Movares also has extensive experience with steel and concrete in combination. There are many steel/concrete bridges all over the world, and the term “steel/concrete” covers not only bridges with a steel structure and a concrete deck, but also steel bridges where concrete is used in certain components to reduce pressure. Steel/concrete bridges usually take the form of a slab, lattice beam or box girder bridge with a concrete deck on top of the main girders and a main load-bearing structure of steel. At Movares, steel and concrete designers work on projects together, enabling us to produce optimum designs.
The Galecopper Bridge: one of the most heavily-used bridges in the Netherlands
The Galecopper Bridge on the A12 motorway near Utrecht is the second most heavily-used bridge in the Netherlands. This 327-metre bridge, consisting of two steel cable-stayed bridges, each carrying five lanes of traffic, was in need of major overhaul and reinforcement because of fatigue in the steel deck. The bridge manager (the Directorate-General of Public Works and Water Management) also wanted to increase headroom at the centre of the bridge by some 70 cm to allow the passage of vessels with four-layer stowage plans. Hundreds of repair welds were required, which meant taking special health and safety precautions. Contractor VolkerRail called in Movares on account of the complexity of the operation.
The work had to be carried out within a limited area, with traffic continuing as normal. To guarantee the safety of both workers and road-users, Movares was asked to draw up a health & safety plan and to manage and guarantee safety. The main issues were managing risk associated with welding fumes in confined spaces, fire hazards and escape routes. All the risks were identified in advance during a thorough study, and that formed the basis for a smooth operation.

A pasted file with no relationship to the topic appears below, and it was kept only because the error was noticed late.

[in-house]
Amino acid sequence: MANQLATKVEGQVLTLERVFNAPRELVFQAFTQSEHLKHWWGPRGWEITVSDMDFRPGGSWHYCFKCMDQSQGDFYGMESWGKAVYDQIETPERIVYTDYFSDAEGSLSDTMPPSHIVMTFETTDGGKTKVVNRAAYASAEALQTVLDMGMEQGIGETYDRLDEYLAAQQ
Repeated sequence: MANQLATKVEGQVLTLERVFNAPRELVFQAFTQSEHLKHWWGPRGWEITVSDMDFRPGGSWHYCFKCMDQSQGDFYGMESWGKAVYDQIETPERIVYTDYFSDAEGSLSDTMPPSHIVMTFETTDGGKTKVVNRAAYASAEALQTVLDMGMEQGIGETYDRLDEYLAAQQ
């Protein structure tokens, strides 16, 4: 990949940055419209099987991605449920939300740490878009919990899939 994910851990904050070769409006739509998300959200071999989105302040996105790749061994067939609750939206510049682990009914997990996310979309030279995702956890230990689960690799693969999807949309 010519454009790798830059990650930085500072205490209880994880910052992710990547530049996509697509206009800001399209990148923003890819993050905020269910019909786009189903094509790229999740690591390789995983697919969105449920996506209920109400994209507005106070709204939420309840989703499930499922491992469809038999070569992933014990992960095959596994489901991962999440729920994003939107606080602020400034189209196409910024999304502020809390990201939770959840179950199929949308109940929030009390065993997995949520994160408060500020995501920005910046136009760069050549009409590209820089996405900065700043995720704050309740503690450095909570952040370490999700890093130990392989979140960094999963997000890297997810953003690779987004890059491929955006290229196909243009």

6 million kilogrammes of steel
Four prestressed steel girders, each on its own foundation, were connected to the bridge. New sheet piling was installed before work began, to prevent subsidence. Then 270 foundation piles were drilled, and filled with concrete. New concrete piers were installed on the piles that were capable of carrying the reinforced, heavier bridge. Overall, almost 6 million kilogrammes of steel were used to strengthen the bridge, in the form of small steel components and large prestressed girders.
Jacking the bridge into place was a spectacular achievement, with the deck being jacked at 32 points. Three nights were reserved for the operation, and the bridge was raised by approximately 22 cm each night. Once this was complete, the new bearings could be installed. Following repairs to the deck, the asphalt running surface was replaced by high-strength concrete, with a wearing course. These major works have extended the service life of the Galecopper Bridge by 30 years.
Welding and cutting robot
A large number of steel repair and reinforcement operations had to be carried out in a relatively short time. Furthermore, the welders had to do a lot of their work overhead, often for hours at a time, and often lying on the deck in an ergonomically less-than-ideal position. And there would be little chance of achieving a perfect match between a hand-cut hole in the deck and a machine-cut insert. The solution: a specially-developed welding and cutting robot.